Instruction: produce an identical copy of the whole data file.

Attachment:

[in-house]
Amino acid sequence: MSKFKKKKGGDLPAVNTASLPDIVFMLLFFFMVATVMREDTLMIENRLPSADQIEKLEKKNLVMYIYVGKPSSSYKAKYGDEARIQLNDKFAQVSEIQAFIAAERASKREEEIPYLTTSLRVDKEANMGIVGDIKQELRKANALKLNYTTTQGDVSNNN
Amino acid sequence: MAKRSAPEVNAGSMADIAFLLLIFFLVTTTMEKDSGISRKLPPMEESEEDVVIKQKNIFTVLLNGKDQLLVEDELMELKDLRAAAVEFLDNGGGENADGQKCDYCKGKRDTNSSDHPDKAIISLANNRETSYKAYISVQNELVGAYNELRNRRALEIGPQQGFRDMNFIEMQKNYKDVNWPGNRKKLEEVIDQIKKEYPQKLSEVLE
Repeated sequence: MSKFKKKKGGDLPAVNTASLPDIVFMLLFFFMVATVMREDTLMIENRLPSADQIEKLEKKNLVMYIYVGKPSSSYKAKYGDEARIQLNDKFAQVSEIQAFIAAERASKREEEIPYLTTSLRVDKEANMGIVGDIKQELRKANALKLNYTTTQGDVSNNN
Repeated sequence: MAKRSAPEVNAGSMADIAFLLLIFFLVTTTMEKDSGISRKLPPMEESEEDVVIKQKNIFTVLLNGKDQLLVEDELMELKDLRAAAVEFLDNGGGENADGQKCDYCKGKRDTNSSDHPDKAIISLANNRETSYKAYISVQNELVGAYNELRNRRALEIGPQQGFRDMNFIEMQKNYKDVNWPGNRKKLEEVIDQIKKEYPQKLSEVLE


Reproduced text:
[in-house]
Amino acid sequence: MSKFKKKKGGDLPAVNTASLPDIVFMLLFFFMVATVMREDTLMIENRLPSADQIEKLEKKNLVMYIYVGKPSSSYKAKYGDEARIQLNDKFAQVSEIQAFIAAERASKREEEIPYLTTSLRVDKEANMGIVGDIKQELRKANALKLNYTTTQGDVSNNN
Amino acid sequence: MAKRSAPEVNAGSMADIAFLLLIFFLVTTTMEKDSGISRKLPPMEESEEDVVIKQKNIFTVLLNGKDQLLVEDELMELKDLRAAAVEFLDNGGGENADGQKCDYCKGKRDTNSSDHPDKAIISLANNRETSYKAYISVQNELVGAYNELRNRRALEIGPQQGFRDMNFIEMQKNYKDVNWPGNRKKLEEVIDQIKKEYPQKLSEVLE
Repeated sequence: MSKFKKKKGGDLPAVNTASLPDIVFMLLFFFMVATVMREDTLMIENRLPSADQIEKLEKKNLVMYIYVGKPSSSYKAKYGDEARIQLNDKFAQVSEIQAFIAAERASKREEEIPYLTTSLRVDKEANMGIVGDIKQELRKANALKLNYTTTQGDVSNNN
Repeated sequence: MAKRSAPEVNAGSMADIAFLLLIFFLVTTTMEKDSGISRKLPPMEESEEDVVIKQKNIFTVLLNGKDQLLVEDELMELKDLRAAAVEFLDNGGGENADGQKCDYCKGKRDTNSSDHPDKAIISLANNRETSYKAYISVQNELVGAYNELRNRRALEIGPQQGFRDMNFIEMQKNYKDVNWPGNRKKLEEVIDQIKKEYPQKLSEVLE